In my case nsurlsessiond was using over 5MB/s of download bandwidth. I noticed this because web pages were loading very slowly, and thanks to the iStat Menus application in my Menu Bar.
I tried other methods to work out the source of the data usage, however I didn't find much useful information that wouldn't require further digging (and I didn't want to disable iCloud Backup or iCloud Photos).
The Activity Monitor application was able to provide me a quick overview of where the data was coming in and where it was going.
Open the Activity Monitor app and navigate to the Network tab, then sort by Rcvd Bytes and wait (the network tab only display cumulative results since you navigated to the tab). Here you will likely see nsurlsessiond topping the list.
Now navigate to the Disk tab in Activity Monitor and sort by Bytes Written. Ignoring kernel_task (which encapsulates a lot of functions and is rarely worth trying to debug), in my case Photos Agent was at the top of the list (which came as no surprise since I recorded a lot of video media on my iPhone the day before).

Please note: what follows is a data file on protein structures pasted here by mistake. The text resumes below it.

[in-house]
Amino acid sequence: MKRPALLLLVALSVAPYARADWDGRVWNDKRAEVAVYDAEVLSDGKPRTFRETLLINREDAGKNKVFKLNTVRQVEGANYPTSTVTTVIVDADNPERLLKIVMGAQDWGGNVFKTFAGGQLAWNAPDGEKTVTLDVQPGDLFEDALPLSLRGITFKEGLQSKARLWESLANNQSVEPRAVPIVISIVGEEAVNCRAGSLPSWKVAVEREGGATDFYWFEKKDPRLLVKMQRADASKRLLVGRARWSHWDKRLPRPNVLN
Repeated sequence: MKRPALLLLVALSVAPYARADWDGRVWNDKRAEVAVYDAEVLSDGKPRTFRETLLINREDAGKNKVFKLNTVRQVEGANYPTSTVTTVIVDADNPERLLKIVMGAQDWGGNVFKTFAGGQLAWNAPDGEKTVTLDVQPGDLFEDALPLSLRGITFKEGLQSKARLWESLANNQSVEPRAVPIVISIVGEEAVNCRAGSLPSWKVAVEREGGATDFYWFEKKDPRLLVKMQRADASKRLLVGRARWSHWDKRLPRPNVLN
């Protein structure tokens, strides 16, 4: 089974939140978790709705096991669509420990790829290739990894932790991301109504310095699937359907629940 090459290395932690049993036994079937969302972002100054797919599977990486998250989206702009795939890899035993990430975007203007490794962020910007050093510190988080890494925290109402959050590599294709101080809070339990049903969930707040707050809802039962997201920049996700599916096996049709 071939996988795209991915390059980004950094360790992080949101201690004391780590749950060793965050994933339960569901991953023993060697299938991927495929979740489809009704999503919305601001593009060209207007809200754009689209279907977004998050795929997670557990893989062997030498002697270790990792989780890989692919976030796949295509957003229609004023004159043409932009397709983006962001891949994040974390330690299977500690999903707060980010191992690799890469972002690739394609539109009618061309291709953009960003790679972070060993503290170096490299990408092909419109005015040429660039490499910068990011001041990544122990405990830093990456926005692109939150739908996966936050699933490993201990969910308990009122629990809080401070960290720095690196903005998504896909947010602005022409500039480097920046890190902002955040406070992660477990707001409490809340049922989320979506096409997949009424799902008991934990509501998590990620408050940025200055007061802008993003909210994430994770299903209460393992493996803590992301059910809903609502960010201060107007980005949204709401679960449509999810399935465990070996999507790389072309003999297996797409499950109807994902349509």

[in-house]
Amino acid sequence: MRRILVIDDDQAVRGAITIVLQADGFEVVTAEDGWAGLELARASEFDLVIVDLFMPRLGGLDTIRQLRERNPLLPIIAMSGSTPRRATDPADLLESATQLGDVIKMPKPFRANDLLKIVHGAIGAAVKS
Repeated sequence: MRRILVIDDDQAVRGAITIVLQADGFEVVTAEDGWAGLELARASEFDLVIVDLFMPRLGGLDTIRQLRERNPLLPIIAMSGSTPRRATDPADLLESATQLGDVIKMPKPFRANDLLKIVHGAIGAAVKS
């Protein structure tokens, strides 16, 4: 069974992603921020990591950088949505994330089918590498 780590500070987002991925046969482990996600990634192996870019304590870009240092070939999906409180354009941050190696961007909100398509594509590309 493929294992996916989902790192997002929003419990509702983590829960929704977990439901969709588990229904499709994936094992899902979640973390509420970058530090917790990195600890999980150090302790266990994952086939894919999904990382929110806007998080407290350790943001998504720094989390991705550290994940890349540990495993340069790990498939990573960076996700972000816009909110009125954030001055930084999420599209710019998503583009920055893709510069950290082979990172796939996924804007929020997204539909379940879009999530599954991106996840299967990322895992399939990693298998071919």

I deleted some recently captured media from my iPhone that I didn't need to keep, and waited a little while longer for the sync to complete, then the process settled down.
If you can't afford to wait for the process to settle down, and you don't need to use the Photos app, you can try stopping the process that triggers Photos Agent to sync photos from iCloud:
for i in com.apple.photolibraryd com.apple.photoanalysisd com.apple.cloudphotosd
launchctl stop $i